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Fort Worth City Hall

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1971, Edward Durell Stone and Associates, with Preston M. Geren and Associates. 1000 Throckmorton St.

A late work by the Stone office, contemporary with his 1972 Amarillo Museum of Art (AO25.1), this reinforced concrete building arrays offices around a three-story skylit interior courtyard with fountains and suspended sculpture. The deep-set, ground-level perimeter arcade is covered by two oversailing upper floors fitted with vertical shade walls and deeply recessed glazing. Such shade-related devices were signature elements of Stone’s work. The City Hall has been criticized for the presumed inefficiency of its interior public space. Municipal departments are organized around three sides, and public meeting chambers occupy the upper north levels. Dark brown cast-stone pavers used for interior flooring visually ground the precast concrete walls.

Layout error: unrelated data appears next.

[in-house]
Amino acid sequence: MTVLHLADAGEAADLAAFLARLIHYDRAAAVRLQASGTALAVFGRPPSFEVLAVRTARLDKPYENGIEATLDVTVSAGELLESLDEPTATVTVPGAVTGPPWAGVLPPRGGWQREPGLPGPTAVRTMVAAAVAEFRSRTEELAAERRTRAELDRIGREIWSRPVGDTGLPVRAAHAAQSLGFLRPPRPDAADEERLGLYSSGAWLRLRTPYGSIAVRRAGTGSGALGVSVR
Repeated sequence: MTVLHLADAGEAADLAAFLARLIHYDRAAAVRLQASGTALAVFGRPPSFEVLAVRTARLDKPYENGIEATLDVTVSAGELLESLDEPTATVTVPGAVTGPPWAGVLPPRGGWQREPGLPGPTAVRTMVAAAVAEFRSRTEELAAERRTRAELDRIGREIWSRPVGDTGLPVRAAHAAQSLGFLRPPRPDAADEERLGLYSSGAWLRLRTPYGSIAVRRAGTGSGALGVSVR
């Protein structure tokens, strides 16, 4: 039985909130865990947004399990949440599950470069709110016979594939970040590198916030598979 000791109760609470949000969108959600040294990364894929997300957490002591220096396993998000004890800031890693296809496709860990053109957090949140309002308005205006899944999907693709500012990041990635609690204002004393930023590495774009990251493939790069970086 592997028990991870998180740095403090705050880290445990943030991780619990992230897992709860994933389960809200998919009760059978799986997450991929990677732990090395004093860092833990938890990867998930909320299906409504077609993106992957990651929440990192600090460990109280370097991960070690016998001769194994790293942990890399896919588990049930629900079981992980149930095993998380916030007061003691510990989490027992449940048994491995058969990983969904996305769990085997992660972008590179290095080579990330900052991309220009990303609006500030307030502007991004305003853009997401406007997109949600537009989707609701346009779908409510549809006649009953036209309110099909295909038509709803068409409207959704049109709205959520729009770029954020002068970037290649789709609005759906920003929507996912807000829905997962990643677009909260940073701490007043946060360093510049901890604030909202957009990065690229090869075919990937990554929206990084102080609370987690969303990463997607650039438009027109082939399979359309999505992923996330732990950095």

Alongside the city hall is the four-story former Lone Star Gas Company Building (1929, Wyatt C. Hedrick; 908 Monroe Street), now the City Hall annex. It combines foliate Art Deco ornament with an impressive display of Greek classical detail in the black granite portal framing the front door.

Writing Credits

Gerald Moorhead et al.


What's Nearby


Gerald Moorhead et al., "Fort Worth City Hall", [Fort Worth, Texas], SAH Archipedia, eds. Gabrielle Esperdy and Karen Kingsley, Charlottesville: UVaP, 2012—,

Print Source

Buildings of Texas

Buildings of Texas: East, North Central, Panhandle and South Plains, and West, Gerald Moorhead and contributors. Charlottesville: University of Virginia Press, 2019, 207-208.

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